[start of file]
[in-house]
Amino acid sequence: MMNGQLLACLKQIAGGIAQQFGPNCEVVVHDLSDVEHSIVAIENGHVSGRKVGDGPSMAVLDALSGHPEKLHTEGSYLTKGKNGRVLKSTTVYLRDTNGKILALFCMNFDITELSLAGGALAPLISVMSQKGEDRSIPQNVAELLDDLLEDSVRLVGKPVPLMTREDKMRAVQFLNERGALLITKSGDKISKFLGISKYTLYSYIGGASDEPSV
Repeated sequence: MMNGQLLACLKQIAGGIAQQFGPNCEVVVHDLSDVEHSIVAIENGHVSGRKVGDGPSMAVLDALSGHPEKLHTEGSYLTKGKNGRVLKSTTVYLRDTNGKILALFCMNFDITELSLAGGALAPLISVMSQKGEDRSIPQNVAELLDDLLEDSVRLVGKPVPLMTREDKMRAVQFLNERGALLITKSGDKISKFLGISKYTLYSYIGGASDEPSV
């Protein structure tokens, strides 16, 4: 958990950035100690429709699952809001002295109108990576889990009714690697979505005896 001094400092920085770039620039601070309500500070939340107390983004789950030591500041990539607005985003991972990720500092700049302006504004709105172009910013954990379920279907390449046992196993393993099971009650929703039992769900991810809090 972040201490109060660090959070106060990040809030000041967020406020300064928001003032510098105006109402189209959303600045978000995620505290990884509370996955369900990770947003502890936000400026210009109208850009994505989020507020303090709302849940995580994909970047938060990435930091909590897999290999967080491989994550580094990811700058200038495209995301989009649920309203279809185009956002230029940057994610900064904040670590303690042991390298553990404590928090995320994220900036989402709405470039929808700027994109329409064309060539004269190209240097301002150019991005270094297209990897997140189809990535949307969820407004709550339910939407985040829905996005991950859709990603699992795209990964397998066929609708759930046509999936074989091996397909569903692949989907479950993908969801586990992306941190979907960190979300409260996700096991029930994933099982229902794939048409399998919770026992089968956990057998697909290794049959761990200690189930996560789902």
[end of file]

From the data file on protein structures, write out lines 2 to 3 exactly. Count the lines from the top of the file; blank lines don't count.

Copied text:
Amino acid sequence: MMNGQLLACLKQIAGGIAQQFGPNCEVVVHDLSDVEHSIVAIENGHVSGRKVGDGPSMAVLDALSGHPEKLHTEGSYLTKGKNGRVLKSTTVYLRDTNGKILALFCMNFDITELSLAGGALAPLISVMSQKGEDRSIPQNVAELLDDLLEDSVRLVGKPVPLMTREDKMRAVQFLNERGALLITKSGDKISKFLGISKYTLYSYIGGASDEPSV
Repeated sequence: MMNGQLLACLKQIAGGIAQQFGPNCEVVVHDLSDVEHSIVAIENGHVSGRKVGDGPSMAVLDALSGHPEKLHTEGSYLTKGKNGRVLKSTTVYLRDTNGKILALFCMNFDITELSLAGGALAPLISVMSQKGEDRSIPQNVAELLDDLLEDSVRLVGKPVPLMTREDKMRAVQFLNERGALLITKSGDKISKFLGISKYTLYSYIGGASDEPSV